'People say that was a historical moment, but the only thing that I thought about was 'is this thing going to work'?'

Back in 1972, Marty Cooper was working as an engineer in Chicago for Motorola when he had an idea. That idea was the spark which led to the ubiquitous handheld device which you use to check the weather, find out how many steps you've taken, get the results of the football match, take a selfie, tweet the president of the United states, upload a TikTok video and, very occasionally, make a phone call. Reporter Colm Flynn met Cooper in Chicago to find out more for RTÉ Radio One's History Show

In the early 1970s, Motorola produced radios for police and fire departments all over the world. They weren't a very big player in the telecom sector where the market was dominated by AT&T whose big idea was in-car phones.

"To them, that was communications because they had been building wired telephones, and having somebody sitting in a car was a big improvement", says Cooper. "To us, it was ridiculous. We'd been leashed to the wall and to our desk by that wire for over a hundred years, and now they want to leash us to our car.

"Didn't make any sense to us. We are going to have cellular communications and everybody's going to be able to talk to everybody else. All we had to do was watch our customers because our customers were policemen. The superintendent of police in Chicago came to us and said, 'Why are my police officers stuck in their cars when the people are on the streets?' So we observed that. We observed that they were set free. So we knew that people were mobile, that that's the way it had to be."

From CBS News, the story of the invention of the mobile phone

He convinced his bosses at Motorola to try out the idea and it was decided to demonstrate a working mobile phone in just 90 days. "What they achieved was miraculous", remembers Cooper. "They took the performance of a piece of electronic equipment that weighed somewhere around 30 pounds and shrunk it down to something that you could hold in your hand. And they had 90 days to do that. Because we had arranged to have a demonstration in New York in April of 1973, we had to meet that schedule."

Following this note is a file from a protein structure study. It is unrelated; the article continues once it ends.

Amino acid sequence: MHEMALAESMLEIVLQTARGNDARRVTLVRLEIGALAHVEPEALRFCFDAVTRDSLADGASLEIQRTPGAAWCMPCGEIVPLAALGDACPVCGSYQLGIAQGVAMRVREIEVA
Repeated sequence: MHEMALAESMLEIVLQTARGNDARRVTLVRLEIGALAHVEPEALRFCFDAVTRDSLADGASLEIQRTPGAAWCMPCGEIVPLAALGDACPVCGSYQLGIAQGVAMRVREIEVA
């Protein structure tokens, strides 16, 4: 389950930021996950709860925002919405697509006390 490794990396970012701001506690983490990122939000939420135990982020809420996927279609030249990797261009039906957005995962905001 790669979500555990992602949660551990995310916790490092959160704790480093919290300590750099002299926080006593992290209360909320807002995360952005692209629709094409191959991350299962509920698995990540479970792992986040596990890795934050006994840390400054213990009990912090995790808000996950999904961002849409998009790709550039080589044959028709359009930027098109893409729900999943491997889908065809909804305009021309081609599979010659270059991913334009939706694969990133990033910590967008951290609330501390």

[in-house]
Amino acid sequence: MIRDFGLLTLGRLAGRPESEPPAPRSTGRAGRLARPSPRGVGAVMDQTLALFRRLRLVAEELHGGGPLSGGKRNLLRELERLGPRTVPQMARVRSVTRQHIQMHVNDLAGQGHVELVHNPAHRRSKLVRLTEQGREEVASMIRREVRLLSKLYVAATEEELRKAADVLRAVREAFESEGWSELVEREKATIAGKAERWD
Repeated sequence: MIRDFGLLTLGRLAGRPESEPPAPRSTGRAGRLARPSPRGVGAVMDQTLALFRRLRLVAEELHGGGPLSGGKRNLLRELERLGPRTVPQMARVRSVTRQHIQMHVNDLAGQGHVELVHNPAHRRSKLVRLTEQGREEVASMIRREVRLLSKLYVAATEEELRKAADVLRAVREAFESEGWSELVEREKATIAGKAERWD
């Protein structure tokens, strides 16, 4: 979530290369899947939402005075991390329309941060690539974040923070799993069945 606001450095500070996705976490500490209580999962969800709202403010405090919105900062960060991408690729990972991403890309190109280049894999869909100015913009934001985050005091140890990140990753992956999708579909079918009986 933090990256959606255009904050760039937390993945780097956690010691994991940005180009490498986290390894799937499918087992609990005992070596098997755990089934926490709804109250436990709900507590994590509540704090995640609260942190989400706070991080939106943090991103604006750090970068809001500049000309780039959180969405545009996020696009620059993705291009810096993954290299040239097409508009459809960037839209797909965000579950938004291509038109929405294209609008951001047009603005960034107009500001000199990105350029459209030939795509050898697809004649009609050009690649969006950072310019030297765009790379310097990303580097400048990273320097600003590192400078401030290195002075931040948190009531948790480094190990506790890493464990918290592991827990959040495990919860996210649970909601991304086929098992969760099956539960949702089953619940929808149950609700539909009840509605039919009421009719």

On the big day, Motorola held a press conference where they unveiled a large handheld cell phone with an aerial sticking out of the top, weighing about a kilogram. Cooper took the phone, walked down Fifth Avenue and, surrounded by reporters, made a call. 

"The only time that I had doubts is when I was standing on the street in New York, on Sixth Avenue, and I had to demonstrate this to a reporter. And people say that was a historical moment, and I have to tell you, the only thing that I thought about was 'is this thing going to work'?"

From TEDx UHasselt, Marty Cooper on the past, present and future of mobile telecommunications

He decided to call Joel Engel, his rival at AT&T. "I pulled out my little address book and called Joel's number. And a second miracle is he answered the phone himself, not his secretary. I said 'Hi, Joel. It's Marty Cooper.' He says 'hi, Marty'. I said 'I'm calling you from a cell phone'. He said 'really?' I said 'yes, but a real cell phone, a personal handheld portable cell phone.' Silence on the other end. But he doesn't remember that call and to tell you the truth, I don't blame him. How would you like to be famous as the guy who answered Marty's call?"

Naturally enough, Cooper didn't know that this piece of technology would go on to change the world. "We knew that this was going to be a big deal, but we weren't certain it was going to happen in our lifetime. We couldn't have imagined this iPhone that I've got sitting in front of me. The idea that you'd have all of this technology squeezed into something you could hold in your hand was not even imaginable."

"The biggest impact the mobile phone has had in the world today is not in the developed countries", says Cooper. "It's in places like Africa and India because people have moved out of poverty, mostly because of the presence of a cell phone. Hard to imagine, but the idea that in India you could have a system where people find jobs for an hour at a time because they get messages on the cell phone that tell them, "I need somebody for an hour." In Africa, they've got a complete economic system based upon the cell phone."

Listen to Colm Flynn's full interview with Marty Cooper below